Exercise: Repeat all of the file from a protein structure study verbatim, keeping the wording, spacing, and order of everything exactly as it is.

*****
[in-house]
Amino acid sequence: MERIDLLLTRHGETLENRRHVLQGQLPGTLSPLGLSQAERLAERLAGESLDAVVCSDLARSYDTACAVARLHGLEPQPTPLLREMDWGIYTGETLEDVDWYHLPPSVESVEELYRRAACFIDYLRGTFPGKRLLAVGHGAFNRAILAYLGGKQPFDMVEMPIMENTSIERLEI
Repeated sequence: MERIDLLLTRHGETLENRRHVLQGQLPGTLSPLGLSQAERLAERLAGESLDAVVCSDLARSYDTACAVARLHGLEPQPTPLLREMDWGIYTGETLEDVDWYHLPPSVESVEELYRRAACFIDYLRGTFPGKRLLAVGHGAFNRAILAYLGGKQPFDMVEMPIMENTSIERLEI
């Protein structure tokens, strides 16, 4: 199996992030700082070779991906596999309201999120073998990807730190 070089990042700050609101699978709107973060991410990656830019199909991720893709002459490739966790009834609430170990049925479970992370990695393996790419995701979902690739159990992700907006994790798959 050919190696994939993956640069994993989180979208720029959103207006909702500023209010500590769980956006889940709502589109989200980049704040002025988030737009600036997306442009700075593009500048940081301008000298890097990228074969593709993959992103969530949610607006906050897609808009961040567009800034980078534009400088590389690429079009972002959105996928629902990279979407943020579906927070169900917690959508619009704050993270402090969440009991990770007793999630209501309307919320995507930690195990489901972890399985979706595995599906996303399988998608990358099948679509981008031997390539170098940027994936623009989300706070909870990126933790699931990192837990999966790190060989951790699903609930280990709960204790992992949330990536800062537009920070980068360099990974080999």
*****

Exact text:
[in-house]
Amino acid sequence: MERIDLLLTRHGETLENRRHVLQGQLPGTLSPLGLSQAERLAERLAGESLDAVVCSDLARSYDTACAVARLHGLEPQPTPLLREMDWGIYTGETLEDVDWYHLPPSVESVEELYRRAACFIDYLRGTFPGKRLLAVGHGAFNRAILAYLGGKQPFDMVEMPIMENTSIERLEI
Repeated sequence: MERIDLLLTRHGETLENRRHVLQGQLPGTLSPLGLSQAERLAERLAGESLDAVVCSDLARSYDTACAVARLHGLEPQPTPLLREMDWGIYTGETLEDVDWYHLPPSVESVEELYRRAACFIDYLRGTFPGKRLLAVGHGAFNRAILAYLGGKQPFDMVEMPIMENTSIERLEI
């Protein structure tokens, strides 16, 4: 199996992030700082070779991906596999309201999120073998990807730190 070089990042700050609101699978709107973060991410990656830019199909991720893709002459490739966790009834609430170990049925479970992370990695393996790419995701979902690739159990992700907006994790798959 050919190696994939993956640069994993989180979208720029959103207006909702500023209010500590769980956006889940709502589109989200980049704040002025988030737009600036997306442009700075593009500048940081301008000298890097990228074969593709993959992103969530949610607006906050897609808009961040567009800034980078534009400088590389690429079009972002959105996928629902990279979407943020579906927070169900917690959508619009704050993270402090969440009991990770007793999630209501309307919320995507930690195990489901972890399985979706595995599906996303399988998608990358099948679509981008031997390539170098940027994936623009989300706070909870990126933790699931990192837990999966790190060989951790699903609930280990709960204790992992949330990536800062537009920070980068360099990974080999």